One of the many topics circulating around the halls of the Marriott and Hilton hotels where All-Star Game media and MLB execs are sequestered in Anaheim, was the announcement yesterday that the prospective ownership group of the Texas Rangers led by Chuck Greenberg and Nolan Ryan are suing the Rangers for breach of the Asset Purchase Agreement (APA) forged between the Rangers and the group on May 23. The “adversarial” filing also claims William Snyder, the Chief Restructuring Officer appointed by Judge Michael Lynn in the case, over stepped his scope by introducing other bidders into the mix.
“The CRO does not, and never had, any authority to solicit alternative bids or negotiate with prospective bidders. Notwithstanding his limited authority as expressly circumscribed by the Court, the CRO is attempting to seize control of this Bankruptcy Case by inducing the Debtor to withdraw the Bidding Procedures Motion and shopping the Debtor’s assets,” the filing said.
Today, the other pieces of this move, have dropped into place.
First, Daniel Kaplan of the SportsBusiness Daily reports that The Rangers do not plan to contest the lawsuit brought by Greenberg and Ryan.
“The (team) has apparently consented to a form of temporary restraining order that would preclude the (team) from soliciting alternative bids to the proposal set forth in the (sale agreement) until the confirmation hearings commence on July 22, 2010 concerning the (sale),” the CRO’s lawyers contended. “Given the apparent alignment of interests between the (team) and (Greenberg and Ryan) and (the team’s) apparent willingness to agree to the temporary restraining order, it is clear that the parties to the complaint cannot, and will not, adequately represent Ranger Equity’s interests in this lawsuit.”
Secondly, the Rangers have just filed a second motion to establish procedures of an open auction scheduled for July 22, 2010, at 9:30 a.m. (CT) for the Rangers. The new motion reads, in part:
Under the amended terms of the Asset Purchase Agreement, the (Greenberg/Ryan group) has improved its overall bid for the (Rangers) Assets by $2.7 million to $306.7 million. In addition, the Purchaser has agreed to reduce the amount held in escrow following the transfer of the (Rangers) Assets from $30 million to between $10 million and $12 million, depending on the Closing Date (as defined in the Asset Purchase Agreement). The (Greenberg/Ryan group) also agreed to modify section (part of) the Asset Purchase Agreement such that these bidding procedures could take affect.
In addition, (Hicks Sports Group) has agreed that its certain Shared Charter Services Agreement for use of the charter airplane is terminable at the end of the current baseball season without penalty. These three heavily negotiated compromises, representing concessions from both the (Greenberg/Ryan group) and the ultimate parent of (the Rangers), greatly enhance the attractiveness of the overall bid and evidence a willingness by all sides to provide additional value to the Debtor’s Creditors.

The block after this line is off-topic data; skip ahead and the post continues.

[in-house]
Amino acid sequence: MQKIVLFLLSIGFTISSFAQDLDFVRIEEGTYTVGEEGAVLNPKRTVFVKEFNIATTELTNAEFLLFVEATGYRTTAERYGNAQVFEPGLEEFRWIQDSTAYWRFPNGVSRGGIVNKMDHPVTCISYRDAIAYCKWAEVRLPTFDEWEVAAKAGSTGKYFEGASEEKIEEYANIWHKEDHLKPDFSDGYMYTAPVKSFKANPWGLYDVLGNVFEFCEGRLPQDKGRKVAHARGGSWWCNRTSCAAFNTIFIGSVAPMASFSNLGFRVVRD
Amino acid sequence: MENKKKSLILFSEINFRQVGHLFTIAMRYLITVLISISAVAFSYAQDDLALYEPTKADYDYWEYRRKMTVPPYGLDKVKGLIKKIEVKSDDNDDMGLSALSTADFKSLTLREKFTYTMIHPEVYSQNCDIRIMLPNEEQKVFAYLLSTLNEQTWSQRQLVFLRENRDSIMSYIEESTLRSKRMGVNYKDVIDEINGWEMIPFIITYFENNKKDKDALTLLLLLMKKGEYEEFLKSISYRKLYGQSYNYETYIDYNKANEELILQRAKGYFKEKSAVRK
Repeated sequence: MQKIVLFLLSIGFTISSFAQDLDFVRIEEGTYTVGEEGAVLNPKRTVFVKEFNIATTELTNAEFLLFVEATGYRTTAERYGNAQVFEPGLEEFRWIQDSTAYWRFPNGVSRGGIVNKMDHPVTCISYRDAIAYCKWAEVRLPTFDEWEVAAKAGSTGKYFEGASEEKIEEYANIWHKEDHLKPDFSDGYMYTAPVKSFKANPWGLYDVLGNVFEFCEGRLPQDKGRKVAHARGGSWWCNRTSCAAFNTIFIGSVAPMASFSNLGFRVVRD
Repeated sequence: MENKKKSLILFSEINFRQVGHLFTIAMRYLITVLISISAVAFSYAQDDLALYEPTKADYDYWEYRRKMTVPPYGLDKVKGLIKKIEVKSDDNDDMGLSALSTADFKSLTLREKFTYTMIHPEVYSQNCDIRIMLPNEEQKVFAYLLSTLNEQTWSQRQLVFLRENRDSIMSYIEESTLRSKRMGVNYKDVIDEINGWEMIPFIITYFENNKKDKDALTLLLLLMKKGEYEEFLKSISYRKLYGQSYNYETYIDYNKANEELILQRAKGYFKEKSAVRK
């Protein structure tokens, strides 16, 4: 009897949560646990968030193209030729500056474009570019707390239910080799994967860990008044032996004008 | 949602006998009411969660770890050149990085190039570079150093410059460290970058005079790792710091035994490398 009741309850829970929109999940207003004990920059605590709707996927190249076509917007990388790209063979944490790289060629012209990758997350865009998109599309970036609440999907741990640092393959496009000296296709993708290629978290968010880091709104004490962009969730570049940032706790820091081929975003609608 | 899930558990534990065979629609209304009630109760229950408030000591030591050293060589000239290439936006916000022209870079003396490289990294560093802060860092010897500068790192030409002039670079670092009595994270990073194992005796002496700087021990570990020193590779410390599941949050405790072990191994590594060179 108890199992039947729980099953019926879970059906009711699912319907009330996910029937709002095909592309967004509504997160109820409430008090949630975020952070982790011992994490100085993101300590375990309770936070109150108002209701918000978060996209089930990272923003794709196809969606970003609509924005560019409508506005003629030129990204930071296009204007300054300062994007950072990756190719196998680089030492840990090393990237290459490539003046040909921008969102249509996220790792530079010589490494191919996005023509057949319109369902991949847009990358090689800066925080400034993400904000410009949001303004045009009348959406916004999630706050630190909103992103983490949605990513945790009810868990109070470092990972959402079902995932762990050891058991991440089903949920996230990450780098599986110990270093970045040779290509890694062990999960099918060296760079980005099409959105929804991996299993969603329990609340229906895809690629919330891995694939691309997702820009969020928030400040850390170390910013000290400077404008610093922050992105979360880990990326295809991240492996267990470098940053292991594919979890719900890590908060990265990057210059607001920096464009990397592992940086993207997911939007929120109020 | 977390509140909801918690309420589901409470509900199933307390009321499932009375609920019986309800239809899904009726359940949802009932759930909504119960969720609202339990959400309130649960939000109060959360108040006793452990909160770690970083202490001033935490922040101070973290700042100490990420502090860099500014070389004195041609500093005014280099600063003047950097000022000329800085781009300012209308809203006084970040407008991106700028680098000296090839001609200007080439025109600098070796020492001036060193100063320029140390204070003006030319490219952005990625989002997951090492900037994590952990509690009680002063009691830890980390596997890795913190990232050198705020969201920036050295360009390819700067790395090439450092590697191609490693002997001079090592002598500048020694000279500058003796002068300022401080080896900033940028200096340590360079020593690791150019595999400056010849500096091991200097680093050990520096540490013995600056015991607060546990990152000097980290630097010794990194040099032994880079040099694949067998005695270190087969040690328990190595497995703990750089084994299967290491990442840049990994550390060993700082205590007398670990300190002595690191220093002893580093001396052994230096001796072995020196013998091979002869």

The new motion goes on to say that the auction should still take place with the Greenberg/Ryan group, yet again, willing to waive their exclusivity agreement while using the improved Asset Purchase Agreement as a stalking horse bid, and still include the $15 million “break-up fee”, should the Greenberg.Ryan group not successfully be approved for ownership, something that Snyder initially agreed to, but later rejected.
(READ THE NEW MOTION FOR BID PROCEDURES)
The new motion also includes MLB’s ownership approval process saying:
At the Confirmation Hearing, the Debtor will seek an order confirming its plan pursuant to section 1129 of the Bankruptcy Code (the “Confirmation Order”) approving (i) the Debtor’s plan of reorganization and (i) a sale of the TRBP Assets pursuant to the Asset Purchase Agreement to either the Selected Bidder or the Backup Bidder (if applicable), that is determined by the Debtor to have submitted the highest and best bid and the second highest and best bid, respectively, (iii) that such sale be consummated only upon and after the approval of a sale to such person(s) by Major League Baseball in accordance with the Major League Constitution, the MLB Ownership Control Guidelines, and such other applicable rules and regulations of Major League Baseball.
MLB’s rules require 75 percent of the 30 owners to agree to ownership transfer. The league has repeatedly said that they support the Greenberg/Ryan group, but a report in Monday’s edition of the SportsBusiness Journal mentions that there could be a warming between prospective bidder, Jim Crane, and MLB after Crane backed out of the purchase of the Houston Astros several years ago at the 11th hour.
It is unknown whether Snyder will approve the latest bid motion after his initial acceptance of the last version, before then rejecting it the following day.
More news as it becomes available.
Maury Brown is the Founder and President of the Business of Sports Network, which includes The Biz of Baseball, The Biz of Football, The Biz of Basketball and The Biz of Hockey, as well as a contributor to Forbes SportsMoney blog. He is available for hire or freelance. Brown's full bio is here. He looks forward to your comments via email and can be contacted through the Business of Sports Network.
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